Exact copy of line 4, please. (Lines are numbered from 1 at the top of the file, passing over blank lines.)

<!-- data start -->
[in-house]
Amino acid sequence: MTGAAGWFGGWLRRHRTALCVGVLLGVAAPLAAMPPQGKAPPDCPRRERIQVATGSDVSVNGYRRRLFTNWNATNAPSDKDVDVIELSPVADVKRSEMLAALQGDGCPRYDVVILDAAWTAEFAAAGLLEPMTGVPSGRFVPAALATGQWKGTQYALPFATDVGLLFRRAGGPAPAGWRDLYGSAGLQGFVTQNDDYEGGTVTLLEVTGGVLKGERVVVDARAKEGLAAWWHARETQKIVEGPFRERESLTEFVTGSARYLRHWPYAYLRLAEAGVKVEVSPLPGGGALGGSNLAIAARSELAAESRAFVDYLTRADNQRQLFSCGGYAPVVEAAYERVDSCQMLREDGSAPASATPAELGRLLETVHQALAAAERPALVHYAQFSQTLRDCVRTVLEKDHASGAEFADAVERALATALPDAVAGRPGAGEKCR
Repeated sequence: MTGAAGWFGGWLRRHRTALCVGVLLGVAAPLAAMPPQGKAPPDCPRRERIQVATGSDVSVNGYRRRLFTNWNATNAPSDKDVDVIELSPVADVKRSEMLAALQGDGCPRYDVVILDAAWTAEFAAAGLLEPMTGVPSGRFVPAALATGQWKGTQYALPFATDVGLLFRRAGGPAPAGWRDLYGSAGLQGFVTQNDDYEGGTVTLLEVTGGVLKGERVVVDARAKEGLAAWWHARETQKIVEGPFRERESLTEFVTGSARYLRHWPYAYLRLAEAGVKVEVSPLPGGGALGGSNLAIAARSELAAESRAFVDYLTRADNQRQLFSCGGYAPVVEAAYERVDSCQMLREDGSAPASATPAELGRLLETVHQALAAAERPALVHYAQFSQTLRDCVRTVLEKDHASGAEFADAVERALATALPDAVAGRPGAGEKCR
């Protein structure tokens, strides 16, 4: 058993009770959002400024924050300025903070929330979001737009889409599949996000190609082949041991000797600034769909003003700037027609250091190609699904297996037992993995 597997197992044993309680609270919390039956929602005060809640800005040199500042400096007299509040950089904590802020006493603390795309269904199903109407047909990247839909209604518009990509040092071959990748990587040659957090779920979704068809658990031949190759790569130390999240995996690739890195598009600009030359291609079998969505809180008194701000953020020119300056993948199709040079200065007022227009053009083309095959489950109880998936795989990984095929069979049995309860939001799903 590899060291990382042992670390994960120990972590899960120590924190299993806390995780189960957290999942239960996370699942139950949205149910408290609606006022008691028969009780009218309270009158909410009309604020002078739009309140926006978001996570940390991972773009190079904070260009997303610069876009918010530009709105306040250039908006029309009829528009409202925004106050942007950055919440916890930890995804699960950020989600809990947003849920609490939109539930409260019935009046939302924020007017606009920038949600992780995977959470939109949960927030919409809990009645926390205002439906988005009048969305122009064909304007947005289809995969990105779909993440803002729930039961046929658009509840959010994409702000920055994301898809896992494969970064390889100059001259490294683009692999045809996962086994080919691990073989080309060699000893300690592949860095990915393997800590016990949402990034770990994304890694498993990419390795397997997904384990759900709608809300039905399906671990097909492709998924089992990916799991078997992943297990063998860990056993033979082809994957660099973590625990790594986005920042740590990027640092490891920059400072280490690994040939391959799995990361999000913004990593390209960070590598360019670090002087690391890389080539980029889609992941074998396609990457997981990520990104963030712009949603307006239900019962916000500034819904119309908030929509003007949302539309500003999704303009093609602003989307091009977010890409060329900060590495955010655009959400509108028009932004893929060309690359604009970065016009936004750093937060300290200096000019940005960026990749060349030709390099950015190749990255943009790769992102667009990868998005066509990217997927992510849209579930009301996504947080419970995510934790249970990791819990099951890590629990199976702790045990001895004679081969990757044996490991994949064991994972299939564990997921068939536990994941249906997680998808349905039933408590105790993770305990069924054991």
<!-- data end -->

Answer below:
């Protein structure tokens, strides 16, 4: 058993009770959002400024924050300025903070929330979001737009889409599949996000190609082949041991000797600034769909003003700037027609250091190609699904297996037992993995 597997197992044993309680609270919390039956929602005060809640800005040199500042400096007299509040950089904590802020006493603390795309269904199903109407047909990247839909209604518009990509040092071959990748990587040659957090779920979704068809658990031949190759790569130390999240995996690739890195598009600009030359291609079998969505809180008194701000953020020119300056993948199709040079200065007022227009053009083309095959489950109880998936795989990984095929069979049995309860939001799903 590899060291990382042992670390994960120990972590899960120590924190299993806390995780189960957290999942239960996370699942139950949205149910408290609606006022008691028969009780009218309270009158909410009309604020002078739009309140926006978001996570940390991972773009190079904070260009997303610069876009918010530009709105306040250039908006029309009829528009409202925004106050942007950055919440916890930890995804699960950020989600809990947003849920609490939109539930409260019935009046939302924020007017606009920038949600992780995977959470939109949960927030919409809990009645926390205002439906988005009048969305122009064909304007947005289809995969990105779909993440803002729930039961046929658009509840959010994409702000920055994301898809896992494969970064390889100059001259490294683009692999045809996962086994080919691990073989080309060699000893300690592949860095990915393997800590016990949402990034770990994304890694498993990419390795397997997904384990759900709608809300039905399906671990097909492709998924089992990916799991078997992943297990063998860990056993033979082809994957660099973590625990790594986005920042740590990027640092490891920059400072280490690994040939391959799995990361999000913004990593390209960070590598360019670090002087690391890389080539980029889609992941074998396609990457997981990520990104963030712009949603307006239900019962916000500034819904119309908030929509003007949302539309500003999704303009093609602003989307091009977010890409060329900060590495955010655009959400509108028009932004893929060309690359604009970065016009936004750093937060300290200096000019940005960026990749060349030709390099950015190749990255943009790769992102667009990868998005066509990217997927992510849209579930009301996504947080419970995510934790249970990791819990099951890590629990199976702790045990001895004679081969990757044996490991994949064991994972299939564990997921068939536990994941249906997680998808349905039933408590105790993770305990069924054991």